If the measure is throwing charges just under the desired level then it takes only a few twists on the trickler tube to finish the load, accurate to the single granule.

While any powder funnel can be used to flow a charge into the case, I prefer an older MTM funnel with a ‘drop’ tube. The fall through the tube allows the powder charge to pack itself into the case somewhat. When the chosen charge is enough to fill the case, a bit of packing will make bullet seating easier.

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So, all the toys displayed, let’s go through this powder charging process step by step.

First off, zero the scale as displayed above. Follow the directions, but a few tips are in order.

The scale needs to move freely and be repeatable. Once set, touching the scale pan should rock the scale beam and have it return to zero. Any binding is an issue that must be resolved. It’s a good idea to set the scale up in a space where it’s not likely to get bumped by accident. Once bumped, it must be re-zeroed. Level, clean, and safe is the way to go.

Now the scale is zeroed, dial it to the desired charge. In this case, it’s set at exactly 52 grains.

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With the scale ready to go, it’s time to set the measure. The correct chamber in place, throw a few charges into the pan to get a ‘rhythm’ going. It’s important to work the measure lever in a repeatable fashion. Simply dump these charges right back into the powder reservoir or into the trickler. Once you have the feel for the mechanism, throw a charge into the pan and weigh it. It will surely be too much or too little. Dial the measure setting higher or lower, then drop another charge right on top of the last in the pan. Dump this back in the reservoir.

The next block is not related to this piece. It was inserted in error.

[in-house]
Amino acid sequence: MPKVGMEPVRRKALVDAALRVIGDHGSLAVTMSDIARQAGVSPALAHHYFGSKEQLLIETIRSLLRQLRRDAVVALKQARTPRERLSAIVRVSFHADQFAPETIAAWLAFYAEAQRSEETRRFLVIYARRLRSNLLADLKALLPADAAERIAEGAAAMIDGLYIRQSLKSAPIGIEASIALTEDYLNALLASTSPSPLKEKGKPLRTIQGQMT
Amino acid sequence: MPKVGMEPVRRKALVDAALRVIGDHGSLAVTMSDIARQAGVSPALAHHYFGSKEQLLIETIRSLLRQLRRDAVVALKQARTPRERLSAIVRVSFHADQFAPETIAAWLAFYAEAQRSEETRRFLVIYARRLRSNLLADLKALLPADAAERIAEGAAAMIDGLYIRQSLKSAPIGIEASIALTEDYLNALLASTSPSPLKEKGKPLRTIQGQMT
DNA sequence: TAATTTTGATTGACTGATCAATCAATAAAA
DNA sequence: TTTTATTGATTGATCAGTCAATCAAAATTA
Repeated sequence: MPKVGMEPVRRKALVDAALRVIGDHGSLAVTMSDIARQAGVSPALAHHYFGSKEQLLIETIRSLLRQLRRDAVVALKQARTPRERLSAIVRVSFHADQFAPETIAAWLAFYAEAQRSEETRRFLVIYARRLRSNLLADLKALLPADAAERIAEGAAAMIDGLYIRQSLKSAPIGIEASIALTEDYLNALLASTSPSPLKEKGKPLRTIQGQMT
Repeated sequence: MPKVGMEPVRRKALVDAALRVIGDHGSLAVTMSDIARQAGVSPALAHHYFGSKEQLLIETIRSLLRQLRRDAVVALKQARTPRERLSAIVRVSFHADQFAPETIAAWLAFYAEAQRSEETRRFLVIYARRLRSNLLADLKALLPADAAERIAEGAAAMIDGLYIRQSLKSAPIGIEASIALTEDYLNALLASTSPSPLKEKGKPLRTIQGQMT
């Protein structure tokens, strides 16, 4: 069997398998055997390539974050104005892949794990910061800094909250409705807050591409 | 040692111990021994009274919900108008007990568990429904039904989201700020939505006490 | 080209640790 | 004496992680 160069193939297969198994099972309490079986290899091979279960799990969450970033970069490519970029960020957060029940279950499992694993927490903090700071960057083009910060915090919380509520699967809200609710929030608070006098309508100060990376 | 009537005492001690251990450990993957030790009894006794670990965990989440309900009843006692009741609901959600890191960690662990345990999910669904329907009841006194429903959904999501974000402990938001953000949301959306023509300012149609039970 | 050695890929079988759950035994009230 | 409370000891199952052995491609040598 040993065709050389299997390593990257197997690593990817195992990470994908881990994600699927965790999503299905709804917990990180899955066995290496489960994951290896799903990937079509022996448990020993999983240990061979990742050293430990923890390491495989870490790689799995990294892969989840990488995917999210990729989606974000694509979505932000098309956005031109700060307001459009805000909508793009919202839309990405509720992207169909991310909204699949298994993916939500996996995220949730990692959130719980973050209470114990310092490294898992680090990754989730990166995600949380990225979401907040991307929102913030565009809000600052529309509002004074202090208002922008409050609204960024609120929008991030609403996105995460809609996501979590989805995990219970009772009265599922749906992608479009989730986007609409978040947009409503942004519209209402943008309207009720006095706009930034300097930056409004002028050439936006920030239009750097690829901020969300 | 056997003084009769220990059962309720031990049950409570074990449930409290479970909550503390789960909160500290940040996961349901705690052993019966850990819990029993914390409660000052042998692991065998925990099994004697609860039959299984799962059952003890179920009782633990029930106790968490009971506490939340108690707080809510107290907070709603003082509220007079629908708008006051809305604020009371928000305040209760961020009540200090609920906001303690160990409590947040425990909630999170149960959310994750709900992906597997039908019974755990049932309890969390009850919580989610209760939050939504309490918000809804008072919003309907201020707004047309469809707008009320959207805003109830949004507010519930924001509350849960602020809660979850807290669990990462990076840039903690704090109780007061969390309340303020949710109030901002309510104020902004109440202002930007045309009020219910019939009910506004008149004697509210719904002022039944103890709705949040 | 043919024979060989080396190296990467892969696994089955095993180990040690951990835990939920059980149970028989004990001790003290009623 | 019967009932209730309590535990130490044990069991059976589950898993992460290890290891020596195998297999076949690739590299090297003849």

Why do this? It’s because the act of resetting the measure will cause the powder in the measure to settle into the chamber, making the next charge heavy. Understand this and drop it back into the reservoir. The same holds true if the bench is struck hard or the powder measure is operated too harshly for a throw.

Continue this till the measure is set up to drop charges just under the desired weight.

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Next step..... Using the powder trickler, drop a few granules at a time till the exact desired charge is reached.

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One thing to be remembered is this: There is no money lost when tossing a charge back into the measure and starting that load over. If it’s too heavy, or too light to top off easily, just toss it back and throw another one.

In the pan now lays a perfect powder charge. Good! Use the funnel and drop it into the case!

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Oh Boy! It can’t be long now! Almost there! We ALMOST have.....

A loaded cartridge!

That waits till the next installment, where we’ll read about setting up a standard seating die and seating the bullet. We’ll also discuss over-all cartridge length and seating depth.

3 comments:

Weetabix said...

This series is outstanding. I'm going to tell some people about it if you don't mind.

The Earth Bound Misfit said...

I appreciate your taking the time to write this up.

Carteach0 said...

Please! Link it up and pass it around. That is why I write these articles.

When I started reloading as a kid, there was no internet and I had no one to show me how. I bought books, bought gear, and taught myself.

Now, there is a community of shooters on-line, and there is no excuse for going it alone if you don't want to. I am doing my part for the craft by writing these, so am quite happy to have them linked.